(i) Likability of a brand

The findings on whether a customer liked the brand image of O2 compared to other indicate a mean of 2.7 and a standard deviation of 1.1. This means that more respondents liked the brand in comparison to those that did not like the brand. The reason behind this may be explained by Keller’s brand equity model which expounds that customers’ perception can be tailored by an effort of the firm to bring out its positive attributes (Keller, 2013). Cho et al. (2014) believes that repeat purchase and recommendations to friends come from sensory and cognitive attraction of a customer to a brand and this can only be attained by tailoring products that meet the expectations of the customer. Similarly, this can be taken to explain the case of customer loyalty at O2.

(ii) Strength of O2’s brand against competitors.

However, an analysis of the frequencies and their percentages using descriptive statistics reveals that ‘agree’ was picked the most times – 44 times – representing 34.1 % of the respondents. Thusly, from the descriptive statistics it can be pointed out that most respondents view O2 as a stronger brand. Wang, Wei & Yu (2008) in their study argue that firms need to be keen in their bid to drive sales. The focus should not only lie in the sales volume but in aspects like customer satisfaction, product knowledge, relevance and preferences because they are fundamental in customers’ perception of brand value. In addition, the strength of a brand is measured by customers according to market share of the firm and relative price (Vazifehdoost, 2014). As such, it can be conclusive to point out that the strength of a brand influences the choice of a brand.

(iii) Brand perspectives of competing brands

The literature review on word of mouth and its impact on brand loyalty reveal that word of mouth propagates identity and perception of a brand easily (Kazemi et al., 2013). In the contemporary context, online platforms are used by customers to market brands they are loyal to Webber (2011). This means that peers have an impact when it comes to brand loyalty. However as to whether this is effective, the findings of this study indicate contrary; that most of the customers tend to disagree that they see other brands as inferior because their friends say so. As evidenced in table 3 above, the mean of the responses is 3.2.

(iv) Services offered by the current brand

Akhter (2009) believes that charging higher prices for premium services could be the futuristic way of differentiation. Pascoe (2014) also agrees that charging premium prices for premium products is a workable strategy. In relation to this, the findings of the study show that respondents perceived the services of O2 as premium. As evidenced in table 3, the mean for the responses was 2.6. This means that the level of services determines whether customers consider a brand as strong as not. An attribution to this is also because the analysis of whether respondents considered O2 as strong brand indicated affirmative.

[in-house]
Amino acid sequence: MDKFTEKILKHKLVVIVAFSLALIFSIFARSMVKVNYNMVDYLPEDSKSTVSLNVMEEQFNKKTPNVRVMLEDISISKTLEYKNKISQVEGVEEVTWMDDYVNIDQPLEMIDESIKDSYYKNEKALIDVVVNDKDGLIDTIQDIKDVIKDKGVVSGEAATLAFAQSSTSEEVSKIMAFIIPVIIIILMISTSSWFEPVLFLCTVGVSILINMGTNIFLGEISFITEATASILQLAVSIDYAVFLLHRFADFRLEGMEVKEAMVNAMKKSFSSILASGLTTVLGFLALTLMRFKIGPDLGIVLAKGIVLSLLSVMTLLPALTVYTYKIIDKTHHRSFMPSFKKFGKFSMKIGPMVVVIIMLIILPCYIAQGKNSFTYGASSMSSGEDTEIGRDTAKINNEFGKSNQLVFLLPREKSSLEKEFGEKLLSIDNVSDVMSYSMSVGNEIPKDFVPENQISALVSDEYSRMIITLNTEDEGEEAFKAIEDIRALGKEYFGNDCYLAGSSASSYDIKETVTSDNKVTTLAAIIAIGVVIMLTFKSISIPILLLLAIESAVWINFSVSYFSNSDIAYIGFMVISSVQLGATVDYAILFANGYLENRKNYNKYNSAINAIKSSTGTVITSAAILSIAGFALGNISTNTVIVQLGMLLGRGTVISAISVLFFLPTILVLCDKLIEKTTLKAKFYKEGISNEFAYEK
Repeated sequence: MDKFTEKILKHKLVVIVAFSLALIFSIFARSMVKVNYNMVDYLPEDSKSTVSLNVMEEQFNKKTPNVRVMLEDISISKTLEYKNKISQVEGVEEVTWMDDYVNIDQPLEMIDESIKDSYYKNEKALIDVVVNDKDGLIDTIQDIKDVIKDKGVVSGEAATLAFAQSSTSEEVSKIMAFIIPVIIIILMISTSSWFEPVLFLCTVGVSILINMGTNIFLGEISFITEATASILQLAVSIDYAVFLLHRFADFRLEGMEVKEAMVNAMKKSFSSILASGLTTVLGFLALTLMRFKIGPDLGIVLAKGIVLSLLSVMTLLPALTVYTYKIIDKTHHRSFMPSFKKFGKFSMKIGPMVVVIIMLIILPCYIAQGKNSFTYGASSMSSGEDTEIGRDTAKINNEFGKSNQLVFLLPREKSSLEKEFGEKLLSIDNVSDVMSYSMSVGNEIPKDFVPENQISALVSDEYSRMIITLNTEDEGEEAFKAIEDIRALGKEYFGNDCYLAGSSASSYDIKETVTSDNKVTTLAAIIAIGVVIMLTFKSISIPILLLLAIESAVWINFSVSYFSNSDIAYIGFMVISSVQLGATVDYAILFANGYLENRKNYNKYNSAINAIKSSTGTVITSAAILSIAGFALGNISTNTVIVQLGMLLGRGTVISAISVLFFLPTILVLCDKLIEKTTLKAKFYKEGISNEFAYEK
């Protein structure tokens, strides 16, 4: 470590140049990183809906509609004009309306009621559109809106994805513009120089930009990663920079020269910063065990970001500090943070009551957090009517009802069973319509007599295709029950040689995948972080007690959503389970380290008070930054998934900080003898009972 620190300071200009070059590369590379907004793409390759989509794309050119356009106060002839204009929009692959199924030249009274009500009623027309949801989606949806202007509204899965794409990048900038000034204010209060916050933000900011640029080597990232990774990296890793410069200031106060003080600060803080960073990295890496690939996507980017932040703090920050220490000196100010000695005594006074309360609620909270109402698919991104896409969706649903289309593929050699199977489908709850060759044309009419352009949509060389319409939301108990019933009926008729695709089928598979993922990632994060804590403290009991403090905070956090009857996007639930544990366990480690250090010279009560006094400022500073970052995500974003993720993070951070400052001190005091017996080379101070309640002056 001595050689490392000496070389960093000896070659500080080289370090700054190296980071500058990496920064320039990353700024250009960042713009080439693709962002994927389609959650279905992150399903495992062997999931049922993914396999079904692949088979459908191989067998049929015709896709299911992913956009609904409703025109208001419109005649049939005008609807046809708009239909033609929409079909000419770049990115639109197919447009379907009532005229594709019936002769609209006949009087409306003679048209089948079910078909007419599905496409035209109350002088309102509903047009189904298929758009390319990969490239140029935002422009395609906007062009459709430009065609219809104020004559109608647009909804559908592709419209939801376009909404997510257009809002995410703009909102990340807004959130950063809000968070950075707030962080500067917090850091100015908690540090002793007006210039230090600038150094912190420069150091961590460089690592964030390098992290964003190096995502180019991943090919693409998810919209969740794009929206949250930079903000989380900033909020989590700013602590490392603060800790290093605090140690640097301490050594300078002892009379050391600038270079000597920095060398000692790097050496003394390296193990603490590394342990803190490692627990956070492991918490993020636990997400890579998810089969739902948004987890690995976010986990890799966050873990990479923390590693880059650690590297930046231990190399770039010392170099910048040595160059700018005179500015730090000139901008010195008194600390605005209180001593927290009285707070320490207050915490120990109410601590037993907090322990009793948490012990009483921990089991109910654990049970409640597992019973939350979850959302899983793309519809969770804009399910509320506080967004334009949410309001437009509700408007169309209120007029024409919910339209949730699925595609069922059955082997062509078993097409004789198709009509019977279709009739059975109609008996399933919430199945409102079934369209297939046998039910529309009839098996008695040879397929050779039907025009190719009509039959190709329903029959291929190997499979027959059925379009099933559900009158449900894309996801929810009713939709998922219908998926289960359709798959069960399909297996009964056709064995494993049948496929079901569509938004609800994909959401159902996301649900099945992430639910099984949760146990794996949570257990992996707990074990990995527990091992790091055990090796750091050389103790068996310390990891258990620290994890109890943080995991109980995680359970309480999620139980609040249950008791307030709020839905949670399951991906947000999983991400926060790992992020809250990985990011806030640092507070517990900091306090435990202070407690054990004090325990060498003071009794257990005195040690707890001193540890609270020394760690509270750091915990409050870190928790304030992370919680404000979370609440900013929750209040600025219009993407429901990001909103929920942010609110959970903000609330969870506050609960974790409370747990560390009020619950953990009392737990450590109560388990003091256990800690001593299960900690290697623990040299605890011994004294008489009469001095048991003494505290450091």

4.4.3. Brand switching costs

The literature review categorises brand switching costs into three categories including transactional costs, learning costs and contractual costs noting that all three are experienced with time (Burnham, Frels and Mahajan, 2003).

 NMinimumMaximumMeanStd. Deviation
I cannot switch brands because I will find it hard to get acquainted to a new service provider1261.004.002.3333.91214
I am not willing to give up the level of comfort and acquired knowledge in my current service provider1261.005.002.4444.90823
My provider offers rewards and bonuses that I am not ready to lose while switching1261.005.002.5159.97762
I can always switch brands regardless of incentives currently offered1261.005.003.7460.90276
Valid N (list wise)126    
A comprehensive analysis of factors in brand switching costs in regard to brand loyalty

Table 4: A comprehensive analysis of factors in brand switching costs in regard to brand loyalty

(i) Difficulty in establishing a relationship with a new service provider

The findings indicate, as evidenced by the 2.3 mean in table 4 above, that most of the respondents fear leaving O2 because they will find it hard to get acquainted to a new provider. This can be related to the learning cots elaborated in the literature review. Learning costs are part of switching costs resulting from a customer coming up to speed with a new service provider’s product orientation (Zolnierek, 2008). The study findings and the findings of previous researches are congruent on this issue.

(ii) Rewards, incentives and Bonuses

In the literature review are discussions of transactional and contractual costs. Transactional costs being those costs incurred in transition from an old provider to a new provider (Shi et al., 2011). Contractual costs are those incurred by a firm in a bid to retain customers through rewards and bonuses (Qayyum & Khang, 2011). Essentially, both these costs affect customers and firms differently. Customers will not switch between brands if the costs are enormous. This sentiment is supported by the findings which indicate that more respondents would not leave O2 because of the rewards and bonuses that they were offered occasionally. The mean for the particular question was 2.5 is affirmative. Hiking the costs of switching, for example using rewards and benefits, as in the case of O2 is seen by Lees et al. (2007) as an effective competition strategy and harness to consumer loyalty. The question analysing the incentives against the freewill of switching brands reveals that customers are considerate of incentives before switching from one brand to another. The means for this question was 3.7. Conclusively, the findings mean that rewards, incentives and bonuses are factors of consideration among the customers in regard to brand switching costs.